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Obstetrics Nurse

An Obstetrics or OB/GYN Nurse cares for women during pregnancy, labor, childbirth and other reproductive health issues.


Obstetrics Nurses are in demand because certain states with the highest population growth have an increased demand for both doctors and nonphysician clinicians, such as Obstetric Nurses.

Required education
Average annual salary
Work hands-on, directly with patients.
Follow a routine that allows you to anticipate and prepare for every situation.
Take on different tasks, patients, and situations every day
You’ll help women during an incredibly important time in their lives, caring for them from preconception to post-delivery.
Nursing bag, medication, and signs cartoon graphic
What you’ll do


You’ll help with labor and delivery, coaching the mother and providing initial postpartum care, from cleansing to ensuring the newborn can breathe on its own.


You’ll teach women about reproductive and sexual health issues, including fertility treatments, birth control, and how to avoid sexually transmitted diseases.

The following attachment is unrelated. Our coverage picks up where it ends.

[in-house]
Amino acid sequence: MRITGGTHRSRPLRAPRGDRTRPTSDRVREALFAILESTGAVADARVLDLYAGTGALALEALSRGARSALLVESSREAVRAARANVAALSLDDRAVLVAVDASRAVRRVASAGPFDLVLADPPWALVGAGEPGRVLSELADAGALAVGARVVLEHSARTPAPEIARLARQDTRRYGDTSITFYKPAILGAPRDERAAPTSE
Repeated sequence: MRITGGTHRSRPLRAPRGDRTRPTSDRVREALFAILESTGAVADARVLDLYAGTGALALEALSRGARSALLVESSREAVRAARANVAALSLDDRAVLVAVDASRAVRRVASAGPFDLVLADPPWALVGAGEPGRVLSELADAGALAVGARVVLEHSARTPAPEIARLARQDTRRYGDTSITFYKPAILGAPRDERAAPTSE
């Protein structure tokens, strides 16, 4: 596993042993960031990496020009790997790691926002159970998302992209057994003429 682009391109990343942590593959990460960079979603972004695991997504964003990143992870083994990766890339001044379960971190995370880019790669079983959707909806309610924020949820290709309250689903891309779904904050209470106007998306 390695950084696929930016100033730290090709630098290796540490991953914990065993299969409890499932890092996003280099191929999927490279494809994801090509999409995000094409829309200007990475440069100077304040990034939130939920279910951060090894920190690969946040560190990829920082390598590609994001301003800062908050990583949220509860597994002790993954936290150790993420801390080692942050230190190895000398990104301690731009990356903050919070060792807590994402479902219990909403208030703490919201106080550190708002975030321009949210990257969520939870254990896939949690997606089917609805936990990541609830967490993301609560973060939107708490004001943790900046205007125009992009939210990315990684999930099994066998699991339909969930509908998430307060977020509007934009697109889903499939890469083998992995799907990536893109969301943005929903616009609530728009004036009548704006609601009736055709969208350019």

You’ll assist doctors in performing prenatal screenings and mammograms.


You’ll monitor the mother and fetus’s vital signs prior to delivery.


You’ll administer injections and help new mothers manage their pain after labor.

Where you’ll work
  • Community clinics
  • Doctors’ offices
  • Hospital maternity wards
  • Obstetrics and Gynecology offices
  • Midwife practices
  • Urgent care clinics
Hear what Obstetrics Nurses have to say
  • Video still of Tiffany Mauhaud in hospital setting
How to become an Obstetrics Nurse


Pass the NCLEX-RN.


Work as a Registered Nurse for two years, gaining 2,000 hours’ experience in Obstetrics.


Pass the Inpatient Obstetric Nursing Certification exam through the National Certification Corporation.


You’re ready to work as an Obstetrics Nurse.

Join an Organization
Become a member of an Obstetrics Nurse organization to find career opportunities, learn from your colleagues, and support the profession.
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